HANSCOM AIR FORCE BASE, Mass. – A PEO Digital team at Peterson Air Force Base, Colorado, is investing 15 months and $2.4 million to save time and energy by paring down and updating computer parts responsible for tracking space-borne objects.
Prior to their effort, Space Defense Operations Center computers resembling a scene from a 1980s Cold War Hollywood fantasy would whirr to life in a basement. Reel-to-reel tapes spun and various decidedly mechanical sounds would click and clang from a bank of machines charged with tracking every object orbiting earth. A silicon graphics driver the size of a mini-fridge would heat up as it generated images combatant commanders needed to identify friendly and adversary space objects. Fans then spun up to cool it back down.
Everything worked, but Airmen, program managers, engineers, logisticians and the Raytheon Corp. contractors saw this process as a potential liability and began working to carefully replace the creaking equipment in 2017.
“Operators just see SPADOC’s projections on screens, and we need to keep that process functional and performing exactly as it has all this time,” said Robert Taylor, SPADOC program manager. “We know the equipment works now, but it’s near to end-of-life, so we have to replace everything that we can’t find replacement parts for, and do it without disrupting service.”
In order to field the system, Taylor’s team fabricated a smaller risk reduction testbed system for $200,000, ensuring SPADOC would work without interruption. When risk reduction concluded, the team began replacing the more than 900 square feet of servers and the power supply which underpins SPADOC with digital processes that will reduce the space needed to only six square feet. The switch will take approximately 15 months. The team expects all the upgrades to be complete by summer 2019.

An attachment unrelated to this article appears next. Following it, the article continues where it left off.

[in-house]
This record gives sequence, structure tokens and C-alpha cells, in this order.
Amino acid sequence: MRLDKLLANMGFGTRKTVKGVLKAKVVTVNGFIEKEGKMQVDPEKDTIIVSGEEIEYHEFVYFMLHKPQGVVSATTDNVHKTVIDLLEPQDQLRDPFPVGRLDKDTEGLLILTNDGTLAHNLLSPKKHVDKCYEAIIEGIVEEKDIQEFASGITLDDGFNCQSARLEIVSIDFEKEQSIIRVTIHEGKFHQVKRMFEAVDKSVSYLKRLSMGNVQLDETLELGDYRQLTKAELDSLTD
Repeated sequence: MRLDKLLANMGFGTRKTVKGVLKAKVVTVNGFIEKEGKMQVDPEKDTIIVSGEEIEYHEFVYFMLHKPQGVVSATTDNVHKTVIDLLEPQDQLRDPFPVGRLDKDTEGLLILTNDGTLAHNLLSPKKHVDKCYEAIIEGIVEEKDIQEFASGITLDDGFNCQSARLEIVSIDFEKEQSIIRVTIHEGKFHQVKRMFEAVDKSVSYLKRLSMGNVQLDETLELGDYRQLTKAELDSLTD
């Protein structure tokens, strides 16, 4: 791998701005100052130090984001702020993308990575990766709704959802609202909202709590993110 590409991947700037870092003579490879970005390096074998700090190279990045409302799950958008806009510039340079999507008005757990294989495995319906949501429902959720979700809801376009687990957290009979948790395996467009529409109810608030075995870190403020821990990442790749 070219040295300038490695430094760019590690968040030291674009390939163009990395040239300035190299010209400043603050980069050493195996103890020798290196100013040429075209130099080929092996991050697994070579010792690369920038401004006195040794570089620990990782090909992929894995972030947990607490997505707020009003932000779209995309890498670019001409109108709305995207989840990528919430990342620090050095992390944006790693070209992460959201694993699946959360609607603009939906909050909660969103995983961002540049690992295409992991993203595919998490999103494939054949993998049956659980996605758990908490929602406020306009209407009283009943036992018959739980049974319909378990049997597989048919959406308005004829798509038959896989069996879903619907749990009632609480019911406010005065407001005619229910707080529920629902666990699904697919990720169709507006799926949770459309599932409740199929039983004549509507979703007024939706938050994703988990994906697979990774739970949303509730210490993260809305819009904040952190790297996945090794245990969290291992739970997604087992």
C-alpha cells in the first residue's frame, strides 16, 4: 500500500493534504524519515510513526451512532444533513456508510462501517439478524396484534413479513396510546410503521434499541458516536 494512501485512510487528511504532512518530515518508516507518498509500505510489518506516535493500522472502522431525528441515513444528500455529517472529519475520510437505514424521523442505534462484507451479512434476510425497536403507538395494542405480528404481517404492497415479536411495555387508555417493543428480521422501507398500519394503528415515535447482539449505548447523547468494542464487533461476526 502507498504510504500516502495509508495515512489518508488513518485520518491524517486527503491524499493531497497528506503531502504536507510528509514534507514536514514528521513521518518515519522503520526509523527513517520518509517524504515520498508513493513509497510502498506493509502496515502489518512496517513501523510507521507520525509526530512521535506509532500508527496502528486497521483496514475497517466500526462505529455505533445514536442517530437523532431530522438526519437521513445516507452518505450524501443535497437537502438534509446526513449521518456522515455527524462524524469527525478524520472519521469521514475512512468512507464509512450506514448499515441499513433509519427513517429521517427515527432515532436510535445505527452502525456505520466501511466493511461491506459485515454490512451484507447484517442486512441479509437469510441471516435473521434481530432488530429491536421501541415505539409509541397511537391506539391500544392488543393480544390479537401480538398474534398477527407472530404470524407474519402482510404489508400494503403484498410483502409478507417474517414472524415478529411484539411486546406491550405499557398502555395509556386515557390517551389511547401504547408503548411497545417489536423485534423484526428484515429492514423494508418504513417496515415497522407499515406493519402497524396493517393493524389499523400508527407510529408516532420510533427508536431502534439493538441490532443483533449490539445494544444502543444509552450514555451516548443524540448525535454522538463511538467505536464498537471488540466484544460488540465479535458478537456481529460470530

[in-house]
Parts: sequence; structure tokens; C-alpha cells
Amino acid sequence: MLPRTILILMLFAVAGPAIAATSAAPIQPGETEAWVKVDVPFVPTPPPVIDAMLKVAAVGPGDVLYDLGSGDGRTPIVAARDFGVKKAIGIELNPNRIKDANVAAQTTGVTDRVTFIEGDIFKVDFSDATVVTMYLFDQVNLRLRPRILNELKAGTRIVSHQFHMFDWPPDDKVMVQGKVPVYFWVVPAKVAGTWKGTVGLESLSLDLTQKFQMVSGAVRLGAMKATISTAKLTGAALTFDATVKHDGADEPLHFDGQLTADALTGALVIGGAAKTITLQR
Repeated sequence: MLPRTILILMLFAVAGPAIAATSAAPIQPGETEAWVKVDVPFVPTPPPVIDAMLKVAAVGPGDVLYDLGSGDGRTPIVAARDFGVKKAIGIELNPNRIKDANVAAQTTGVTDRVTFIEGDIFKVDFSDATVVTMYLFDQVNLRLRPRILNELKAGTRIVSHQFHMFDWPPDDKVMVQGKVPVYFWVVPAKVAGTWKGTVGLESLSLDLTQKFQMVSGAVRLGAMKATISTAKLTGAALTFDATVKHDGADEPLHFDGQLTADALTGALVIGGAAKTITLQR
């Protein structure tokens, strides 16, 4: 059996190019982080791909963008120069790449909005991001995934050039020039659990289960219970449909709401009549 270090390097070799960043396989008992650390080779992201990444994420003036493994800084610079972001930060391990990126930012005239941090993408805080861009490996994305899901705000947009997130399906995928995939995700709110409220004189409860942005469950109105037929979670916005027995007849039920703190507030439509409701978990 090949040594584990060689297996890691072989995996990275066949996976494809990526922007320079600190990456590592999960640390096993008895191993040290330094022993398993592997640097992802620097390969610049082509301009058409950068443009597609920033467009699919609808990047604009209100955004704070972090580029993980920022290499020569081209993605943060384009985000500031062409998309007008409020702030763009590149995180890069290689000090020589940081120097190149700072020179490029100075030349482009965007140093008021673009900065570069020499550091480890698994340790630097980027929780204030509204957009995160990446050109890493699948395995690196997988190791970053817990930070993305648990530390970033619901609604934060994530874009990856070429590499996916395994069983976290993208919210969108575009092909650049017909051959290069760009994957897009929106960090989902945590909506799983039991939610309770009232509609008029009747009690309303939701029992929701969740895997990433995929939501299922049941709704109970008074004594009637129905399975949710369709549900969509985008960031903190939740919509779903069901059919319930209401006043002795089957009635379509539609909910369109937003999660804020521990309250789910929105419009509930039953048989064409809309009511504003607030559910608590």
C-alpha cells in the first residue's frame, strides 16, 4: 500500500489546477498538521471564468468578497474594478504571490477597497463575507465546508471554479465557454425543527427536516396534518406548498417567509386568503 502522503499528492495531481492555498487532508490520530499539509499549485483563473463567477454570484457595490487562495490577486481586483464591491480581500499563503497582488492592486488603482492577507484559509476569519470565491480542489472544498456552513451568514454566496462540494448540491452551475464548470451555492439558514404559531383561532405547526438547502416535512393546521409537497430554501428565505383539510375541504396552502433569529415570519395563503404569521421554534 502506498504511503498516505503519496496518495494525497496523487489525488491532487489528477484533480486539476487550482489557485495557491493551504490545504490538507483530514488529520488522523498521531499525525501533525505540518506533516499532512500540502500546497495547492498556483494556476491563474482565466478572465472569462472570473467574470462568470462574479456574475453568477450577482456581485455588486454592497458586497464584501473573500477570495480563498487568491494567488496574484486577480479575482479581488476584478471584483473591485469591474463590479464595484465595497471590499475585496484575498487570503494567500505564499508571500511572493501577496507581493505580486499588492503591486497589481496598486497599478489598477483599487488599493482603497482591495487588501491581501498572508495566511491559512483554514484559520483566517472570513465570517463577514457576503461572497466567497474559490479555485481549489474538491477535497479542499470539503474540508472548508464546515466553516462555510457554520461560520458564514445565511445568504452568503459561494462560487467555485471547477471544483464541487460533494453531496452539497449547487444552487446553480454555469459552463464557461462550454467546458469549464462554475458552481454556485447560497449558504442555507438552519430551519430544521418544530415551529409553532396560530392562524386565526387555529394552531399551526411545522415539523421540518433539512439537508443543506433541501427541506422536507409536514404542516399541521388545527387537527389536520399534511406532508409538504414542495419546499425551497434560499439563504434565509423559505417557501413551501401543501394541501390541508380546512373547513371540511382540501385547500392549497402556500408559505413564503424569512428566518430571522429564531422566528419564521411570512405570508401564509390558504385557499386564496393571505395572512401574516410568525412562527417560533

Raytheon is under a five-year, $700 million operation, sustainment and maintenance contract for these legacy systems. Replacement of aging systems is a small part of that sustainment, but it removes the threat of equipment breaking with no replacement, while also saving on day-to-day power bills.
Generating a plan of action, performing risk reduction and testing, and beginning the process of physically replacing old equipment took less than a year-and-a-half. By this summer, the team at Peterson will have reduced something the size of a two-bedroom apartment down to the footprint of a washing machine and dryer.
“We’ve moved from old equipment to new and from old operating systems to new,” said 2nd Lt. Joseph Carter, who worked the effort. “We’ve switched from C++, which very few people actually know how to operate, to Linux, which is an open system architecture anyone with access can adapt in the future.”
U.S. Strategic Command certified the system to meet strict security requirements, according to Taylor. His team used agile principles to replace equipment, first by building a test system that worked and then scaling up until it could replace the entire system. They can’t precisely estimate cost savings, or potential future parts replacement savings, but they believe the system will pay for itself in a few years through a combination of power savings and reduced maintenance requirements.
And, the location where computers crunch space-borne object data on Peterson will be a little quieter.